b) Hanshin Motomachi Station

5) Sannomiya Station Area (三宮駅)
Since Sannomiya Station is one of the busiest stations in Kobe, expect a lot of establishments around this area. You can also find tourist offices, shopping areas and restaurants here. If you want authentic Japan, you can try visiting the nearby Ikuta Shrine which is one of the most famous shrines around this area.

Unique Building Around the Sannomiya Area (taken on August 14, 2008)

Outside JR Sannomiya Station (taken on August 13, 2008)

Ikuta Shrine (taken on August 14, 2008)

a) JR Sannomiya Station
b) Hanshin Sannomiya Station
c) Hankyuu Sannomiya Station

So there you have it, I hope this post can be helpful in your future travels to Kobe. Feel free to ask any questions or give more insights about Kobe. :D

Wednesday, June 24, 2009

A Short Trip To Himeji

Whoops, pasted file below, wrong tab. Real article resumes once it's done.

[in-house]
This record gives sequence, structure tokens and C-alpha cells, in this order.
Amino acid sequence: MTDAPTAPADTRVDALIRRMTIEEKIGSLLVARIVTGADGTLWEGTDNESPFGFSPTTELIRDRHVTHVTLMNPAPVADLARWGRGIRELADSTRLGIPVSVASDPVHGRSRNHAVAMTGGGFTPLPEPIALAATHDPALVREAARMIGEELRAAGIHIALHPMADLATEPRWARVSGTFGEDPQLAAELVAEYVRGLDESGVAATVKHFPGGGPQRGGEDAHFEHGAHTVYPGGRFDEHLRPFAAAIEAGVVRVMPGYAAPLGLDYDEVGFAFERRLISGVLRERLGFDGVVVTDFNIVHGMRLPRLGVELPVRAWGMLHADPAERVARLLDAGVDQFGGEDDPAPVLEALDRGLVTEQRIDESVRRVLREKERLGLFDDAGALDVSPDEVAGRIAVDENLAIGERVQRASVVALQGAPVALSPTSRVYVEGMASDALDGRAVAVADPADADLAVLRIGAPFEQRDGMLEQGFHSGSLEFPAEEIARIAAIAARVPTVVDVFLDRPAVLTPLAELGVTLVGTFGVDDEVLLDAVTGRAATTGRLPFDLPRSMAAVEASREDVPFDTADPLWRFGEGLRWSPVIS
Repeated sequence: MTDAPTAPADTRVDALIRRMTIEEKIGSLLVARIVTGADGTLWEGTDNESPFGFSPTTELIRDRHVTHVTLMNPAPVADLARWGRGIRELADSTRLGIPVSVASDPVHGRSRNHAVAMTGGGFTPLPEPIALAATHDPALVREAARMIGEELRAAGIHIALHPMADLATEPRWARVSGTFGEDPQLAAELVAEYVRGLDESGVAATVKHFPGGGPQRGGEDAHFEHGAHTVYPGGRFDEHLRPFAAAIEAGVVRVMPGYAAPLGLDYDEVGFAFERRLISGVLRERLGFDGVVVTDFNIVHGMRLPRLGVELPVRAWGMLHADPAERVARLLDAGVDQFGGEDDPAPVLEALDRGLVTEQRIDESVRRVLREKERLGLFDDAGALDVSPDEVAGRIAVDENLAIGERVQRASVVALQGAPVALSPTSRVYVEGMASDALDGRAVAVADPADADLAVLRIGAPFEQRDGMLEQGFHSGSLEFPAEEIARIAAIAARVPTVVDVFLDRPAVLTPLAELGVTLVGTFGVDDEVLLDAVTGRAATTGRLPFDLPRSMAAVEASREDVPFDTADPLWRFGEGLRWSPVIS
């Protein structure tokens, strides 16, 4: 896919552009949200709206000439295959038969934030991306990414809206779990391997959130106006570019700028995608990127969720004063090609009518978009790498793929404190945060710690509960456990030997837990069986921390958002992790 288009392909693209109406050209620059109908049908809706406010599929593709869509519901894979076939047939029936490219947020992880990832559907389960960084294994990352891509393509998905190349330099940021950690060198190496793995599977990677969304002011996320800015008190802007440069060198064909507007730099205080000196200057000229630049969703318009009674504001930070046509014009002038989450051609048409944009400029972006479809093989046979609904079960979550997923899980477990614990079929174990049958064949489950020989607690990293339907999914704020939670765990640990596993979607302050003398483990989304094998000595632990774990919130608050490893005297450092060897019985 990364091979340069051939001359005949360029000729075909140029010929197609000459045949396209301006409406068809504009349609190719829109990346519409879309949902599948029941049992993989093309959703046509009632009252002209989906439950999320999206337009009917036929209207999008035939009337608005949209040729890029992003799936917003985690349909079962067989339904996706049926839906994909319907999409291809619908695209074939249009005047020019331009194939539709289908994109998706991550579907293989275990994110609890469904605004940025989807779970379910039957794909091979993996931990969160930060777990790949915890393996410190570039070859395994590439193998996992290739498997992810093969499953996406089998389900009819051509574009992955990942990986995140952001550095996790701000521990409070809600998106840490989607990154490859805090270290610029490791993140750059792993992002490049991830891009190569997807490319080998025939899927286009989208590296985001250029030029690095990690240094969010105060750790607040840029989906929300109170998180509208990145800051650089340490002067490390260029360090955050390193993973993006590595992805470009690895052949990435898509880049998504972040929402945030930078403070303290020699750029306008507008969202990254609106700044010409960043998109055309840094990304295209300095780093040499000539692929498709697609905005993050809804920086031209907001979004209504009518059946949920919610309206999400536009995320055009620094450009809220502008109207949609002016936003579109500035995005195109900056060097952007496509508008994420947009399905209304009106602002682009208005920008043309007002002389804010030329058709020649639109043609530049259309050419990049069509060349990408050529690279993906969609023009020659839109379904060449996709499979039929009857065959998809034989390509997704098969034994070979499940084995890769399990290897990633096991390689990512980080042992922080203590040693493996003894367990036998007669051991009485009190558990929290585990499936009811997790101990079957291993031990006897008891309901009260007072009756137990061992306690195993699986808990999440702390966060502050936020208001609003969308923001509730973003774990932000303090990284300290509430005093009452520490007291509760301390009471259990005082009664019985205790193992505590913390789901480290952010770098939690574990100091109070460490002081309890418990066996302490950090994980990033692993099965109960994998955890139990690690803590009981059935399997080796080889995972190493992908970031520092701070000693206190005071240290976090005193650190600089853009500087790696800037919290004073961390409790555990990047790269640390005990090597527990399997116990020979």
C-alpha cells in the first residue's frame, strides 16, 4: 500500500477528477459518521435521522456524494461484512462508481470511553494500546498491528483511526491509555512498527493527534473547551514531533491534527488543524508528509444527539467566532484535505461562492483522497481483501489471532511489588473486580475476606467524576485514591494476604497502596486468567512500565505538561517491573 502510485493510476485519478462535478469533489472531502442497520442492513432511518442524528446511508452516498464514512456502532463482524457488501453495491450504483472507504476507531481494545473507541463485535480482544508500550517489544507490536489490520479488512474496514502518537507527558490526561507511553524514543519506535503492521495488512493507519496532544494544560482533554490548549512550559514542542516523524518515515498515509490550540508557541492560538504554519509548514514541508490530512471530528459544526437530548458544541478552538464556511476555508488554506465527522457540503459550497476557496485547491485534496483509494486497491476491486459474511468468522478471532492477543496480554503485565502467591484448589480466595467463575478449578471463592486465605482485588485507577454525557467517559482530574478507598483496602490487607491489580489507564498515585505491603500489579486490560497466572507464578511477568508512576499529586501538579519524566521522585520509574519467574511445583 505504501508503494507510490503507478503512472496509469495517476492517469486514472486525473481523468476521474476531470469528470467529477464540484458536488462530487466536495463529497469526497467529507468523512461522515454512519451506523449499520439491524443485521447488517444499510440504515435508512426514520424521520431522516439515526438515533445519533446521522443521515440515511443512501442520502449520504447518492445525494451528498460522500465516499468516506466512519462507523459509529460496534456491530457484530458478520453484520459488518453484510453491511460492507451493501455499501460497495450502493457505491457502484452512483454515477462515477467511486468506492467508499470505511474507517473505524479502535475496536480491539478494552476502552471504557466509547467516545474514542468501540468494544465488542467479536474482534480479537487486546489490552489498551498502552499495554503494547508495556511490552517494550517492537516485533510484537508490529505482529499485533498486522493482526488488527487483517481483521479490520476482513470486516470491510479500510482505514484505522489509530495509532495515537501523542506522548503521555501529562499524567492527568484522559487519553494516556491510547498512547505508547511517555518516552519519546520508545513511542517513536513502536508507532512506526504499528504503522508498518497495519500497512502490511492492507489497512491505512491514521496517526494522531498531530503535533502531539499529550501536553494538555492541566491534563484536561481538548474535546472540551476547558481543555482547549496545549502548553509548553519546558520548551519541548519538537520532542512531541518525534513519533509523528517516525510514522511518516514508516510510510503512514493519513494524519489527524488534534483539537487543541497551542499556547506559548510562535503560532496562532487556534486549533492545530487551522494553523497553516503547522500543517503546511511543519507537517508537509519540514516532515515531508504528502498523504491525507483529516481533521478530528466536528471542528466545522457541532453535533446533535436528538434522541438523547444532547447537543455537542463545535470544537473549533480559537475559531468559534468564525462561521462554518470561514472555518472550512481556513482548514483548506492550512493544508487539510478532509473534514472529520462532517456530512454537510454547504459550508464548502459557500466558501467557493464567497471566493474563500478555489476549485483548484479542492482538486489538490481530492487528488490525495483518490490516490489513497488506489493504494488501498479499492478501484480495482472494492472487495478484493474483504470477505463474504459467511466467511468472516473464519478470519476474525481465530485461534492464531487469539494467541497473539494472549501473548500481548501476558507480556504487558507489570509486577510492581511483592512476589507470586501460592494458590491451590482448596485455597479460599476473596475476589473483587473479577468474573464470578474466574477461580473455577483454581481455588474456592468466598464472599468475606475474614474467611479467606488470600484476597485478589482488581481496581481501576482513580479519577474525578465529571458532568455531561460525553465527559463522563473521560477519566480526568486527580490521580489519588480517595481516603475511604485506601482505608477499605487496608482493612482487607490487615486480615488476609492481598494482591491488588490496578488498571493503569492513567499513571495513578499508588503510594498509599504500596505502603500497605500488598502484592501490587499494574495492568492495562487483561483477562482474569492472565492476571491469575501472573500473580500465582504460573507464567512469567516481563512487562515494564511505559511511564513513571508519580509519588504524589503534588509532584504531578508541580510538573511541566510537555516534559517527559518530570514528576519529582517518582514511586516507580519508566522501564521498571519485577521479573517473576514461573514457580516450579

In August last year, my company told me to move from Tokyo to Osaka. It was kinda sad because I have grown to love Tokyo, but at the same time I felt lucky since living in Osaka will give me the opportunity to explore the Kansai Region. So I packed my bags and moved to the warm and friendly city of Osaka. I will save my Tokyo stories for later posts. In the meantime, I will let you in to my short trip to Himeji - the first place I visited outside Osaka in the Kansai Region.

Himeji is known for Himeji Castle - a UNESCO World Heritage Site and considered to be the most beautiful castle in Japan. The castle, just like other castles in Japan was transformed into a "museum" and is a popular tourist destination. You can also have a nice view of Himeji from the top floor of the castle. Even if there is an entrance fee of 600yen, do not worry cause it is worth it. :D

Himeji Caste (taken on Aug. 13, 2008)

Himeji Caste (taken on Aug. 13, 2008)

Himeji Caste World Heritage Site (taken on Aug. 13, 2008)

Inside Himeji Caste Grounds (taken on Aug. 13, 2008)

View on top of the Himeji Castle (taken on Aug. 13, 2008)

JR Kobe Line Himeji Station: Speical rapid trains are available from JR Osaka Station and will take you to Himeji in around an hour charging the same price as local trains. However, you can still take the local trains if you want but travel time is longer.